The sun warmed up the air, which started up the raptor migration. Many more sharpies flew past, as well as Merlins, and Cooper’s and Red-tailed Hawks. A Northern Goshawk flew directly south over the ridge I was situated upon, but turned SW to follow the Kittatinny Ridge. Small kettles of accipiters and Turkey Vultures formed throughout the day, but only lasted for a few minutes.

Yellow-rumped Warbler

The afternoon was slow, new species continued to appear, but at 30, 45, or even 60 minute intervals. Occasionally, a new raptor would show up, most flying among the masses of Sharp-shinned Hawks. I was able to find Northern Harrier, Peregrine Falcon, Osprey, and Bald Eagle, but could not manage to find any buteos other than red-tails. At one point, I was watching a kettle of Cooper’s and Sharp-shinned Hawks when a large bird flew into the view of the scope. I followed the bird as it lost altitude and flew closer. It turned out to be a Herring Gull that for some reason was pretending to be a southbound raptor for the day.

The late afternoon brought a final rush of birds, including many warblers that I had probably missed in the foggy morning. Pine, Nashville, Palm, and Blackpoll Warblers hung out around the field for a while, until disappearing into the sunset. The Blackpoll Warbler was the final bird of the day. I headed inside and retired around 9:00 and tallied up the list before heading to bed. I had ended up with 70 species, not bad considering my previous yard record had been 49.

The full list:

1. American Bittern*
2. Great Blue Heron
3. Turkey Vulture
4. Canada Goose
5. Mallard
6. Osprey
7. Bald Eagle
8. Northern Harrier
9. Cooper's Hawk
10. Northern Goshawk
11. Sharp-shinned Hawk
12. Red-tailed Hawk
13. Peregrine Falcon
14. Merlin
15. American Woodcock
16. Herring Gull
17. Mourning Dove
18. Eastern Screech-Owl
19. Great Horned Owl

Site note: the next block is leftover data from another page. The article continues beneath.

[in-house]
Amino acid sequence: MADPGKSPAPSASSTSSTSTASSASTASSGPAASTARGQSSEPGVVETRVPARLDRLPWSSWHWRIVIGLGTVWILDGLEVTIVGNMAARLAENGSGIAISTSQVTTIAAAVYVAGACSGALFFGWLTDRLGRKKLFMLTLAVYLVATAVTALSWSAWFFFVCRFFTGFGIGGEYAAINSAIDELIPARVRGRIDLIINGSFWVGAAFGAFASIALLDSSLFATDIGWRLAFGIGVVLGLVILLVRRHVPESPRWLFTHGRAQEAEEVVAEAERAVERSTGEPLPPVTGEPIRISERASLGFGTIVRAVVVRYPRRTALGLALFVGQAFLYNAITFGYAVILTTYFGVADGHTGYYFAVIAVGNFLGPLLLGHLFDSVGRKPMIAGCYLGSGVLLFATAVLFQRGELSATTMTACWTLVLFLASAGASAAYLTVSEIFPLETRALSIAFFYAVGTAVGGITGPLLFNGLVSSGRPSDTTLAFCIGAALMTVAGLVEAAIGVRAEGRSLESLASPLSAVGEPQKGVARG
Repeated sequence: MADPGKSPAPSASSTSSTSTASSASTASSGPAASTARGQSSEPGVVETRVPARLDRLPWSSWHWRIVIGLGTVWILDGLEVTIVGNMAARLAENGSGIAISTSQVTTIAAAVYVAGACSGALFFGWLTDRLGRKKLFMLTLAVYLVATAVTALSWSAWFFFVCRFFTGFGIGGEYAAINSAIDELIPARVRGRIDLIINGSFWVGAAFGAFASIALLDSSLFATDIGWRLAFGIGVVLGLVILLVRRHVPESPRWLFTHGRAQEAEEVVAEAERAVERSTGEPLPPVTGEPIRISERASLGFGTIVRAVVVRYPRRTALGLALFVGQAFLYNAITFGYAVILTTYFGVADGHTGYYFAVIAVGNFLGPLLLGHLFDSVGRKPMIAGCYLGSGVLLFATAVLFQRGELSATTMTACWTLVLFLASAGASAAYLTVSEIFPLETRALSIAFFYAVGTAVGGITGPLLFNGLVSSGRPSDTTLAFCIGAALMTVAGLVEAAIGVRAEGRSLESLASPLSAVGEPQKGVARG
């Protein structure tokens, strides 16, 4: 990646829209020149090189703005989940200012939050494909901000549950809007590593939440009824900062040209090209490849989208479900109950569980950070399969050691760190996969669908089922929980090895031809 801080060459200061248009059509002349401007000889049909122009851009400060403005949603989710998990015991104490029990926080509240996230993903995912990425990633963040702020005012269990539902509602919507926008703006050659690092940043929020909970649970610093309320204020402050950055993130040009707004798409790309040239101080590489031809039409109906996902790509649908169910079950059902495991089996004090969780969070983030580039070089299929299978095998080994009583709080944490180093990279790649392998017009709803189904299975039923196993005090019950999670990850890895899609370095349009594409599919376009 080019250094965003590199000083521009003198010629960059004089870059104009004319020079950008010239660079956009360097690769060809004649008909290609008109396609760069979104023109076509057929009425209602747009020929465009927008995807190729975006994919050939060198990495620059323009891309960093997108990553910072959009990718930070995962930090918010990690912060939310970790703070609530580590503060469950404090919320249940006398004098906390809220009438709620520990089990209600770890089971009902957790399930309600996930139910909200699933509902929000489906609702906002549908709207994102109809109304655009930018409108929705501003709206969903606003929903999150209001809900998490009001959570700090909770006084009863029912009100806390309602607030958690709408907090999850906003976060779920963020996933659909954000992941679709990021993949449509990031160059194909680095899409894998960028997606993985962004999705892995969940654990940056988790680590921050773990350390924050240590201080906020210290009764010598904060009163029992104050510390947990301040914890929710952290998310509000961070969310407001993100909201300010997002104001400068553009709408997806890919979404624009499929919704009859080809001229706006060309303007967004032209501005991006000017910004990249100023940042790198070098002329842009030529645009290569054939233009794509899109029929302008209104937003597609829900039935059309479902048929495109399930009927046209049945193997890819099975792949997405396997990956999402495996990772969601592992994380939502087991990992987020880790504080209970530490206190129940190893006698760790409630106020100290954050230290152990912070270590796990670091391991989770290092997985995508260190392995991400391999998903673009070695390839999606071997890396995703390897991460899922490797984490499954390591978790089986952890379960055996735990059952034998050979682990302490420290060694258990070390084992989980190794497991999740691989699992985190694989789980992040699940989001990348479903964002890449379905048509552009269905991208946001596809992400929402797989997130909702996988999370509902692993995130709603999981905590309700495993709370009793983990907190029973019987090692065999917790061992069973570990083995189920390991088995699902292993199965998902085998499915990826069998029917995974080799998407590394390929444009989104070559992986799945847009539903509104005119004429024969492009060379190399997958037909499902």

20. Barred Owl
21. Northern Saw-whet Owl
22. Red-bellied Woodpecker
23. Downy Woodpecker
24. Hairy Woodpecker
25. Northern Flicker
26. Pileated Woodpecker
27. Eastern Phoebe
28. Red-eyed Vireo
29. Blue Jay
30. Common Raven
31. American Crow
32. Tree Swallow
33. Black-capped Chickadee
34. Tufted Titmouse
35. White-breasted Nuthatch
36. Carolina Wren
37. House Wren
38. Golden-crowned Kinglet
39. Ruby-crowned Kinglet
40. Eastern Bluebird
41. Swainson's Thrush
42. Gray-cheeked Thrush
43. Hermit Thrush
44. American Robin
45. Gray Catbird
46. Northern Mockingbird
47. Brown Thrasher
48. European Starling
49. American Pipit
50. Cedar Waxwing
51. Nashville Warbler
52. Blackpoll Warbler
53. Yellow-rumped Warbler
54. Pine Warbler
55. Palm Warbler
56. Eastern Towhee
57. Chipping Sparrow
58. Field Sparrow
59. Savannah Sparrow
60. Song Sparrow
61. Lincoln's Sparrow
62. White-throated Sparrow
63. White-crowned Sparrow
64. Dark-eyed Junco
65. Northern Cardinal
66. Common Grackle
67. House Finch
68. Purple Finch
69. American Goldfinch
70. House Sparrow


*a new species for the yard

2 comments:

birdboymatt said...

Awesome, looks like you live in a cool spot, nothing like my neighborhood. Also looks like the fall has caught up to you in Kunkletown, North Carolina is still green. Nice Yard Bird!

dAwN said...

Wow..you always impress me...congrats on a wonderful Big Sit!
I enjoyed every bit of this post!